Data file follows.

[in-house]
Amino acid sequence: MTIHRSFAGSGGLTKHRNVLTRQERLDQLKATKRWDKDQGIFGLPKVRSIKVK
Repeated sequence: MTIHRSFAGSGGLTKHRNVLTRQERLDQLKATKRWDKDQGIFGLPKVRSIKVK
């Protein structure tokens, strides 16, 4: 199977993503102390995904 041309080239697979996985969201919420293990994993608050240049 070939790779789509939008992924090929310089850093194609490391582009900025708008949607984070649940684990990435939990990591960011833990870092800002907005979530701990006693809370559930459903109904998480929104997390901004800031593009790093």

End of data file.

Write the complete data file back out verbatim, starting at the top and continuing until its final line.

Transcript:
[in-house]
Amino acid sequence: MTIHRSFAGSGGLTKHRNVLTRQERLDQLKATKRWDKDQGIFGLPKVRSIKVK
Repeated sequence: MTIHRSFAGSGGLTKHRNVLTRQERLDQLKATKRWDKDQGIFGLPKVRSIKVK
């Protein structure tokens, strides 16, 4: 199977993503102390995904 041309080239697979996985969201919420293990994993608050240049 070939790779789509939008992924090929310089850093194609490391582009900025708008949607984070649940684990990435939990990591960011833990870092800002907005979530701990006693809370559930459903109904998480929104997390901004800031593009790093």